When the subject of death arises, most people steer the conversation to happier topics, avoiding difficult discussions about the end of life. Normalizing talking about death, however, is not only practical for loved ones to have all the information they need to make decisions and plan for the future, but it may be a vehicle for greater happiness – by banishing the idea of our own mortality we may not be living life to its fullest.
According to a recent Ideas article by Arthur C Brooks in The Atlantic, in avoiding thoughts of our death, we may put off doing things that would bring meaning and joy because we assume we have time to do these things in the future. But when we accept that the number of days ahead is certainly limited, we can be more determined to make every moment count and not put off happiness and fulfillment. There is even research to support this theory.
When people at the end of their lives are asked about the things they regret, most will say they regret not having spent more time with their loved ones. Rarely do they say they regret not working more hours at the office. And by contemplating death long before its time comes, life becomes more precious and people can often see the beauty around them with greater clarity. The little moments are more joy-filled and happiness increases by acknowledging a limited time to be alive.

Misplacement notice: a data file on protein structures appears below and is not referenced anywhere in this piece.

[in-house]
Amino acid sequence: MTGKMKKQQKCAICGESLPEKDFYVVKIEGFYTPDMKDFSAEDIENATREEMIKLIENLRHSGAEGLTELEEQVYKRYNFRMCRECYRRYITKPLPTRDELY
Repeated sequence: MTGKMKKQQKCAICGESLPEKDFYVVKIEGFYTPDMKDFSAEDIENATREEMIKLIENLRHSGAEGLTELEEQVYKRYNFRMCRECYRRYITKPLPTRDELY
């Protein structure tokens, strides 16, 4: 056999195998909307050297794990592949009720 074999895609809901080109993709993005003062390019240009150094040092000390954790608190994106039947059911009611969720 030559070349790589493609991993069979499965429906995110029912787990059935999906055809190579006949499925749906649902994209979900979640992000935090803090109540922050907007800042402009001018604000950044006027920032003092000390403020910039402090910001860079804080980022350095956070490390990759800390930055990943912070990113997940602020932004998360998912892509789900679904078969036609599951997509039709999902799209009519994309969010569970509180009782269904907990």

Like any shift in mindset, thinking about death, accepting its inevitability and living with greater positivity takes practice. It might help to make this internal dialogue a daily habit and intentionally participate in activities that will bring about the greatest fulfillment and joy. Make a date with your girlfriends for a weekend trip, work with a counsellor to strengthen your marriage, or explore your spirituality on a deeper level; use the acceptance of death to motivate living fully in the present.
Thinking about the end of life can also invoke the desire to leave some kind of legacy. Children and grandchildren and the wisdom, experience, love and affection we have shared with them will live on. Enriching the lives of those you love will make their lives better today, and hopefully, these practices will be passed on to future generations creating a legacy of compassion, generosity, kindness and forgiveness.
And when I die, and when I’m gone
There’ll be one child born
In this world to carry on.
And When I Die – Blood, Sweat and Tears